Don't just stop - When you cross the finish line, the initial instinct will be to just lie down and stay there forever (which is fair enough!). However, it's a good idea to walk for 10 minutes so that your heart rate gradually lowers and your body returns to a steady state. After the walk, find a tree or a wall and elevate your legs for 10 minutes or so to encourage circulation and removal of fluid from the legs.
Post race nutrition - Within half hour of finishing, if you're feeling well enough it's wise to take on board a small amount of food that's easy to digest. An energy bar, a banana or a roll of some sort are good options and continue to sip fluids after your run to rehydrate. Remember to add electrolytes to water or go for a balanced sports drink. When your appetite's back later, of course celebrate with a pizza, a burger or whatever you enjoy. However, it's important to eat balanced meals in the days following a marathon and ensure you consume good sources of carbohydrates such as sweet potatoes and brown rice.
Cool down - If you're looking to be proactive with your recovery, taking an ice bath (with cold water in) when you get home from the marathon could be a good option for you. Please note, this isn't a particularly enjoyable experience so isn't for everyone, but it could make the following few days more comfortable.
Plan to rest - Definitely book the day after the marathon off work if you can. This'll mean you can have a well deserved lie in and plan your meals for the day. Do whatever you enjoy doing to relax but make sure that every so often, you get up and move about a little to encourage circulation.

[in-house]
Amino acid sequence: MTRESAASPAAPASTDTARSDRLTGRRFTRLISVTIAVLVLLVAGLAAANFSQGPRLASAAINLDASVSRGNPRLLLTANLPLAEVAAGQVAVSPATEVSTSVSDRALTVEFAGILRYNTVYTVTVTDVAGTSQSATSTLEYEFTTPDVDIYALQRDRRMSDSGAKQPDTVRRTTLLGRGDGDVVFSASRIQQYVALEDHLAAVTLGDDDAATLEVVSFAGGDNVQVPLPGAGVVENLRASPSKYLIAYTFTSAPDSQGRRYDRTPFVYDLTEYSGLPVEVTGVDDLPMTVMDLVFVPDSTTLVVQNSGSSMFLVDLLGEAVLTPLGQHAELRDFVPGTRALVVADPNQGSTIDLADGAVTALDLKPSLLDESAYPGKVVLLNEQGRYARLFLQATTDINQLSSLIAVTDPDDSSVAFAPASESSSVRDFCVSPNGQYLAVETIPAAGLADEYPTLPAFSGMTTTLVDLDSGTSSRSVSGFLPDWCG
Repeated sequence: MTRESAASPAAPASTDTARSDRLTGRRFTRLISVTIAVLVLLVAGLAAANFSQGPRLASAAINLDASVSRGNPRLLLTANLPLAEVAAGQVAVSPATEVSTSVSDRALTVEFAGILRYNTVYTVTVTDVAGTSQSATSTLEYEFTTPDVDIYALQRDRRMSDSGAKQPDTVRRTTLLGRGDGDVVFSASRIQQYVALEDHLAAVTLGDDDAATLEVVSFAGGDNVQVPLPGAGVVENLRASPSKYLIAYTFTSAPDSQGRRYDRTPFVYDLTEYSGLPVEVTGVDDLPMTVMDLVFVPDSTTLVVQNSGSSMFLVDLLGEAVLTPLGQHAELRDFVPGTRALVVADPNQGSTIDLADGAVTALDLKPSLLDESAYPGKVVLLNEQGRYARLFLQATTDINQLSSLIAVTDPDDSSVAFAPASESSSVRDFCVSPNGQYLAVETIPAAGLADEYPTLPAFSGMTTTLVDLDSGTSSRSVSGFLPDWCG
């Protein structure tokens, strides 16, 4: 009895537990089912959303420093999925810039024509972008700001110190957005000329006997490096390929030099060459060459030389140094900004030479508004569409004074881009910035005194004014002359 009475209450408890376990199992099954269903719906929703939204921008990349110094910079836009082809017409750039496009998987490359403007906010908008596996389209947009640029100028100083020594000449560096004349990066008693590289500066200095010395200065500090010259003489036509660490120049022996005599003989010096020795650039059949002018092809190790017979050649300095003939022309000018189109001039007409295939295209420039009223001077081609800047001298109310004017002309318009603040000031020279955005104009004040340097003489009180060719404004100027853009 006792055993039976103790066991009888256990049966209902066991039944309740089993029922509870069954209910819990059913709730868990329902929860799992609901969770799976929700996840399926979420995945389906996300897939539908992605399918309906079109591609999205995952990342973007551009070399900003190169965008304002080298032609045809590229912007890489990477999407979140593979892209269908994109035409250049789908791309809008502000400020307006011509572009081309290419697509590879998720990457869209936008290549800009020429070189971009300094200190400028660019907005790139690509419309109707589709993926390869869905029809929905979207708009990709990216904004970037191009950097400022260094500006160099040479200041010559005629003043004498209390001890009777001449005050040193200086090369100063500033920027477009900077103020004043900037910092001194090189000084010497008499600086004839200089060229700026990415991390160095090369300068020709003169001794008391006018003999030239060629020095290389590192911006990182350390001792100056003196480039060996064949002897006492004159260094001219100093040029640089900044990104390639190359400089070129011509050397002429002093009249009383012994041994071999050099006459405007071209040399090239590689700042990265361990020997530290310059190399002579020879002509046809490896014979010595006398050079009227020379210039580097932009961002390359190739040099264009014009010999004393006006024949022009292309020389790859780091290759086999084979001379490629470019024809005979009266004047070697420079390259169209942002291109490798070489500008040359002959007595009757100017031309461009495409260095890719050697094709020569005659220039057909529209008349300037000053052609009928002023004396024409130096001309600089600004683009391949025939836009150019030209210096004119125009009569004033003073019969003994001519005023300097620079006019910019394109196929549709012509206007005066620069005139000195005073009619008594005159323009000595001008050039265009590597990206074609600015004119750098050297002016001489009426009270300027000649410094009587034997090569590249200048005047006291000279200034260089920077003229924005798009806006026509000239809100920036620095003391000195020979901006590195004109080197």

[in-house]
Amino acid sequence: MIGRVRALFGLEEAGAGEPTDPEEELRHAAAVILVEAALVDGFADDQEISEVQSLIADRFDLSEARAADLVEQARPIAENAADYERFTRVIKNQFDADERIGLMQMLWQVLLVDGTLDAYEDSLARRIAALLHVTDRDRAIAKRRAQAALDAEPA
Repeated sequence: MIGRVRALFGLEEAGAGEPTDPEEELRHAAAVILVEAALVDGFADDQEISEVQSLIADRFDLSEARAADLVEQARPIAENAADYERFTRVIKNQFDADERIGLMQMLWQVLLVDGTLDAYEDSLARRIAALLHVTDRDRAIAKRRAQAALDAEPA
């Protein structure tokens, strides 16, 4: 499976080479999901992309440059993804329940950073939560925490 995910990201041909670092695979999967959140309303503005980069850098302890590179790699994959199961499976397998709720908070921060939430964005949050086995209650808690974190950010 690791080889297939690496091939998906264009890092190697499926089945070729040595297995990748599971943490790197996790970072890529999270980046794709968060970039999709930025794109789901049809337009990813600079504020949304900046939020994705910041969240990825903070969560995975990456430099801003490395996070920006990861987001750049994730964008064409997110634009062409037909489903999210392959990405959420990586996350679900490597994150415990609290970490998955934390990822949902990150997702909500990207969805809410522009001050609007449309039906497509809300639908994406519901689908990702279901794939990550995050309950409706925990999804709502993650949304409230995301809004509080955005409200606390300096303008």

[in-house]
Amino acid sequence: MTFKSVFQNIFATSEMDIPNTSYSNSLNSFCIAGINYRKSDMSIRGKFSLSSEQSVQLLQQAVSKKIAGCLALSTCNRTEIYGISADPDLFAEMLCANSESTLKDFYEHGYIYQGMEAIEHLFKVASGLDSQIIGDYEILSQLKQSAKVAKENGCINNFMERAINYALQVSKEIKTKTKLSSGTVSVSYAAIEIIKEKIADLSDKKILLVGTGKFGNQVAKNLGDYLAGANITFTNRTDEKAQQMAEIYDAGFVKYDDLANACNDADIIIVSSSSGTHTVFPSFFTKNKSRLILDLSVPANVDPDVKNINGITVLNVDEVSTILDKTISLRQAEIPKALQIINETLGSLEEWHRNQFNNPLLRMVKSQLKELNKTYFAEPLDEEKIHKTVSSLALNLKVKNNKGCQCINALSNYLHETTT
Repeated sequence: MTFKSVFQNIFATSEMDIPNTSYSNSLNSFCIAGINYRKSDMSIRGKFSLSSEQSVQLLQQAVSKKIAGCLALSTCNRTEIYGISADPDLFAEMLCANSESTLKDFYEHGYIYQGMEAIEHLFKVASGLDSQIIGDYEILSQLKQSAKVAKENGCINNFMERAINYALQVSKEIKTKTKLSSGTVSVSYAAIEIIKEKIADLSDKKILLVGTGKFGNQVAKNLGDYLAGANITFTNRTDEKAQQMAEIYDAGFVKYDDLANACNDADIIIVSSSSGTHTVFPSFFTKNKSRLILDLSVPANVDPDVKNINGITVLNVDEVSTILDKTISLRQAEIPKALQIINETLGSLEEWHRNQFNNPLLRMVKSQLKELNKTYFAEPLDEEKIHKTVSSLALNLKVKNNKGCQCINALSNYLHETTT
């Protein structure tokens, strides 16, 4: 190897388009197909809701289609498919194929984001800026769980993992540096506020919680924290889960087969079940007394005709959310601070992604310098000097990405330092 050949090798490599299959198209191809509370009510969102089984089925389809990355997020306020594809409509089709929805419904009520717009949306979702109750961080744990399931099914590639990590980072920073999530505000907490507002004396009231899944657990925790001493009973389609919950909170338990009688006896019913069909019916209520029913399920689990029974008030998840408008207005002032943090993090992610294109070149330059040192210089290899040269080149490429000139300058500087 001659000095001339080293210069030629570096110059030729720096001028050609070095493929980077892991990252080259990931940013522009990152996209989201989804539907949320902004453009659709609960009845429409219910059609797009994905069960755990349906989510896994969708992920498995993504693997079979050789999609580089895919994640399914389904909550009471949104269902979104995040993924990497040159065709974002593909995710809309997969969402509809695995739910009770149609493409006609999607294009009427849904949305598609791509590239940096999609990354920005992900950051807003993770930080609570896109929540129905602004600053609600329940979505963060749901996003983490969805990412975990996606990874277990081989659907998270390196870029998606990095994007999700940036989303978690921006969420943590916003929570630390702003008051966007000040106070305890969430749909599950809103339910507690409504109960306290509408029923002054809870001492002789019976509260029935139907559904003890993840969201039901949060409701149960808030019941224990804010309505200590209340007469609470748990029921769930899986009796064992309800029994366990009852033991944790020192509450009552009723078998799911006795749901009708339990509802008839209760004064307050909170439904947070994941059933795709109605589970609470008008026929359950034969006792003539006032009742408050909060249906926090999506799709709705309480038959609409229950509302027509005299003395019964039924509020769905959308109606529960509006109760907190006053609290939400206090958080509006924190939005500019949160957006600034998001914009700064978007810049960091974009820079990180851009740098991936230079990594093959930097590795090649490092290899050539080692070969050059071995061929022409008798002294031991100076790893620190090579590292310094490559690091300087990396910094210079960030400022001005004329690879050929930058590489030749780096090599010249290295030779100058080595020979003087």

Roll it out - Once a few days have passed and the initial aches and pains have diminished, booking a massage or carrying out a thorough foam rolling session could further boost recovery. If you receive regular massages, then by all means ask for your usual intensity. If you don't, tell the masseur and request a lighter session.
Return to exercise slowly - If you want to exercise in the days following your race, start out with a short walk before moving onto a gentle run. Your body has been under a lot of strain so for your first light run back, it can be a good idea to choose a softer surface with a bit of give in it. Grass or trails are ideal but ensure you wear the appropriate footwear. If you're not ready to run but you want to get back into exercise, swimming is a great low impact activity.
Of course not everyone will recover at the same rate but the tips above are tried and tested and will definitely help. Good luck with your upcoming races and be sure to let us know how you get on!
By Marc Brown